Gonon made a trial of his system with his mo
del, which, we understand, was highly satisfac
tory to the Committee ; and they have decided
upon making a report in his favor, and recom
mending its adoption by the Government. \N e
should be glad if our Legislators could bestow
upon this country the advantages of an enter
prise which would place us upon a level with
France?the only nation that now possesses a
good system of Telegraphs.
Richard W. Barton ha* been nominated by
a Convention of the Republicans of the Frede
rick district, in Virginia, to be their candidate
for Congress at the ensuing election
GOV. CASEY, OP ILLINOIS.
This gentleman ha* just published an ad
dreas to his coiibtitueuis, in consequence uf be
ing inv ited a^ain to become a candidate for Con
gress. VV heth< r he i? to be a candidate for re
election is undetermined. lie, how ever, defines
his position on mine points, very clearly. We
trust his exp etutiun-, in regard t<> < Jen. Harri
son's administration will he realized, and we
shall be very glad to see him lending that ad
ministration his able and efficient support. We
quote from his address, a lew paragraphs ex
pressive ol his views in relation to the Hub
i reasury, Mr. \ an Huren, and Genera! Harri
son, to wit:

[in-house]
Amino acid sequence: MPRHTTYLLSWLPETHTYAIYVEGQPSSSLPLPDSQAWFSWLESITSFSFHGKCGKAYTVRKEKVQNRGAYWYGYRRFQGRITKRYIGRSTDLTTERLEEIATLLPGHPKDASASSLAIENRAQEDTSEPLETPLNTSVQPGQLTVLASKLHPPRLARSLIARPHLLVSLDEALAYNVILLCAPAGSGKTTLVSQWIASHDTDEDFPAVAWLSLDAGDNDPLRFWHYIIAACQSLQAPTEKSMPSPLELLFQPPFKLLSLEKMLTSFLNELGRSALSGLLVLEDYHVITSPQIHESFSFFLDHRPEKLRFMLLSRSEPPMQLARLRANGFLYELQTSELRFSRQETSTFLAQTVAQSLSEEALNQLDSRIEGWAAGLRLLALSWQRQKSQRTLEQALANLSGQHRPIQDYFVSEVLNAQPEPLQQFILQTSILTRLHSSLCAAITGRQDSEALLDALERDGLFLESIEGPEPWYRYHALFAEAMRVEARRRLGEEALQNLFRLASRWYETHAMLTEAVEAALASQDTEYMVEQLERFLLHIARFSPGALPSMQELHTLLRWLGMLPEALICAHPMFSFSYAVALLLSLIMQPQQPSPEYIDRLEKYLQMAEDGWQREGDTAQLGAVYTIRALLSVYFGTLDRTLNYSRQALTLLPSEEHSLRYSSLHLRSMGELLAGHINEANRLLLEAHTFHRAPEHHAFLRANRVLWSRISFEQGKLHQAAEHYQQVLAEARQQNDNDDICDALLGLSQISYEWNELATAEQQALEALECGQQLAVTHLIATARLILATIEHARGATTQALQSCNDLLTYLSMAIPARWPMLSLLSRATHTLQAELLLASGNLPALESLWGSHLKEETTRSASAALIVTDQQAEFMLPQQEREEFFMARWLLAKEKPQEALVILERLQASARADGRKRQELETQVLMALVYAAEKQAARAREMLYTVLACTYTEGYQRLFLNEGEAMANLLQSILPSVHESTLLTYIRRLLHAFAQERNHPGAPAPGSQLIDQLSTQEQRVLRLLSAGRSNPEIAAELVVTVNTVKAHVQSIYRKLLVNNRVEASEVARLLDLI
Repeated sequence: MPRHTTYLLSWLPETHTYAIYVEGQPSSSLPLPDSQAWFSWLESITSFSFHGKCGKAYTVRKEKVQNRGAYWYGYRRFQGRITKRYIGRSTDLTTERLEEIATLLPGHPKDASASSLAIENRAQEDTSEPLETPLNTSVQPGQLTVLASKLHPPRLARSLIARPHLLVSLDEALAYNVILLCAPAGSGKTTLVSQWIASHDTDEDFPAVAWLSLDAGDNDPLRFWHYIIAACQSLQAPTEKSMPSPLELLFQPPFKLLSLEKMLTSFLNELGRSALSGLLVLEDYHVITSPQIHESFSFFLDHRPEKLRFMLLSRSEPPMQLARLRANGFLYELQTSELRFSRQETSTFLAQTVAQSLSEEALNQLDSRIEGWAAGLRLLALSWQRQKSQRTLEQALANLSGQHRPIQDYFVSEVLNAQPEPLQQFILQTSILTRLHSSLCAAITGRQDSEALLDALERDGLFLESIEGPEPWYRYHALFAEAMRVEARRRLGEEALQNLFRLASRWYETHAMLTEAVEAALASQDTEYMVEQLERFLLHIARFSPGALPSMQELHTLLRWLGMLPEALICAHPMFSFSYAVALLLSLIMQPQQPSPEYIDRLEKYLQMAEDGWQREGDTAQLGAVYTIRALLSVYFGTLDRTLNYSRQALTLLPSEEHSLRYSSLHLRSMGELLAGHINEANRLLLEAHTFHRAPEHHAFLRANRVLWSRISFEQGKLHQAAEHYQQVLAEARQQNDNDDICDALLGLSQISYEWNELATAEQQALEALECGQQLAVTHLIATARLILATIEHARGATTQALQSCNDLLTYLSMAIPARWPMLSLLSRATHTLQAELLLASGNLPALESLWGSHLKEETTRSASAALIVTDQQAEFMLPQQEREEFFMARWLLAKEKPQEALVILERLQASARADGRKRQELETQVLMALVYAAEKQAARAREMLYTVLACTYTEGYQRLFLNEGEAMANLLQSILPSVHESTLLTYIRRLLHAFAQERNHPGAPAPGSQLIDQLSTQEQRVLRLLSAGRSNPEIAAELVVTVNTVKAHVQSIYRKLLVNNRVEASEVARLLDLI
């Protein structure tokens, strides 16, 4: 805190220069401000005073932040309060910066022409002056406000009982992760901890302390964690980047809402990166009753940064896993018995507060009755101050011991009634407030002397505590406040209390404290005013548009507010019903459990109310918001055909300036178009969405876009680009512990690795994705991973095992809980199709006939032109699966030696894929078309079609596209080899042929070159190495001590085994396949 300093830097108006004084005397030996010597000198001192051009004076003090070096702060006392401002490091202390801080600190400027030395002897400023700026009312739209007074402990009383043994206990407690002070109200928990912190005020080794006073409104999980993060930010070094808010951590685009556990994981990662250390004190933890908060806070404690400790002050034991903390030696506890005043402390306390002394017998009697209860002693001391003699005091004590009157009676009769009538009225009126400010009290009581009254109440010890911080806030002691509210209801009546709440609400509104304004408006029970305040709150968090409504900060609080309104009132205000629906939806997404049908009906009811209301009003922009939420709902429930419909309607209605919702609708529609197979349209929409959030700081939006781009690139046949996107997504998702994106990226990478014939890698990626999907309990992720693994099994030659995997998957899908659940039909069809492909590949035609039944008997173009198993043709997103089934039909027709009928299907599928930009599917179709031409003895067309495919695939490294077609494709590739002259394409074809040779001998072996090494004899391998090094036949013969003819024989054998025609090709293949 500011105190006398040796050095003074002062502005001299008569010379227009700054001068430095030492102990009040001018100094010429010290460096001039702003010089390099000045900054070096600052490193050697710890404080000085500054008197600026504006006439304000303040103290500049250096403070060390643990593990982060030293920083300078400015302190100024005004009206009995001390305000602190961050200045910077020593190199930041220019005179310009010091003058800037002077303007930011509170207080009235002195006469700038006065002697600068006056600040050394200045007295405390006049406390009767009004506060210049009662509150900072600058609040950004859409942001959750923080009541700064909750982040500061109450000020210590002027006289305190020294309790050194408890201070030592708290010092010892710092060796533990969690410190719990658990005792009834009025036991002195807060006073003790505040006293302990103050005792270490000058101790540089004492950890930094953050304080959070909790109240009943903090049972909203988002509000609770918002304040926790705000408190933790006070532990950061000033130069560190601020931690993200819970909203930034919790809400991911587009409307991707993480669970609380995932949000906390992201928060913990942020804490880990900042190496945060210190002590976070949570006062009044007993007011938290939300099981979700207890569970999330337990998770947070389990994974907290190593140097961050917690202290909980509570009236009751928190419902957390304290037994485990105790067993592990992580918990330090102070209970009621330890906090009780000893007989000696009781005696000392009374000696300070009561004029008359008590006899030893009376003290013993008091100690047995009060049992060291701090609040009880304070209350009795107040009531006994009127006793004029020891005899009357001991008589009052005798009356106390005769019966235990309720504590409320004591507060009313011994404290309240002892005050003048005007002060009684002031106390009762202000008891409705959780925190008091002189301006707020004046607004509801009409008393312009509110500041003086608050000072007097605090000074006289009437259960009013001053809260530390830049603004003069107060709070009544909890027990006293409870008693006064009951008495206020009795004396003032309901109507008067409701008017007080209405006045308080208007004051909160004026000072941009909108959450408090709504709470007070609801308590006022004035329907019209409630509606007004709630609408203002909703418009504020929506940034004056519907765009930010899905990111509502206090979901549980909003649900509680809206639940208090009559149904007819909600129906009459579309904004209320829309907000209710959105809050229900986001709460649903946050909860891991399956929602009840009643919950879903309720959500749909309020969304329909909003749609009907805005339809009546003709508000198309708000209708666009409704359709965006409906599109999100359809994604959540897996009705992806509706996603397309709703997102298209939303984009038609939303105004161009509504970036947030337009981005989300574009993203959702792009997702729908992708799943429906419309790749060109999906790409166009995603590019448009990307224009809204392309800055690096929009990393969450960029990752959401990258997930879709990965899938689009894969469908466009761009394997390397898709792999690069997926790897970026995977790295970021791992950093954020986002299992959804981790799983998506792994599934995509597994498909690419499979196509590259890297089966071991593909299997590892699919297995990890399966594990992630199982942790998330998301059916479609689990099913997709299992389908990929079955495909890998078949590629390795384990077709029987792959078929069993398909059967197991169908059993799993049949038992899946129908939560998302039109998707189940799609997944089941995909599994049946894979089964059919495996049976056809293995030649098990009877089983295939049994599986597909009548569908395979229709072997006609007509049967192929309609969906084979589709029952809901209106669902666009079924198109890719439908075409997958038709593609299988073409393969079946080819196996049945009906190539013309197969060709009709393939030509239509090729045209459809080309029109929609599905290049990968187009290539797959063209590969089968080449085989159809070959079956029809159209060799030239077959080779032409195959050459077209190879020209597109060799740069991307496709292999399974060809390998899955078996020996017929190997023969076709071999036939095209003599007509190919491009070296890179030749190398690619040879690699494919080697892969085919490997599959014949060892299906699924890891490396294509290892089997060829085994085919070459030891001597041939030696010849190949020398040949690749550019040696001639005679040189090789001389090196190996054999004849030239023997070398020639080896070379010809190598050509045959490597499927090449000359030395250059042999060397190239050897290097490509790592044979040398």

I believed then, (fK3f>,) have ever since and still do be
lieve, that this system is fraught with mischief to the
country. It increases Executive patronage, increases
the number of federal officers, increases the public ex
penditures and, in my opinion, at the same time, ren
derH letw ?afe the public monpyi.
Entertaining these views of the Sub-Treasury
scheme, as an honest man, I could do no less than vote
against it. We have had it in partiul operation for
the last tour years, though in the absence of law until
the 4th day of Jul? last. Under its operation the
i rices, oI labor,?of the productions of labor,?of pro
duce of every kind,?of all kinds of property, -of ev
ery thing, except the salaries of office holders, *a?
been reduced ncaily one-half; and 1 venture to pre
dict, that under its ftill and complete ois-ration, the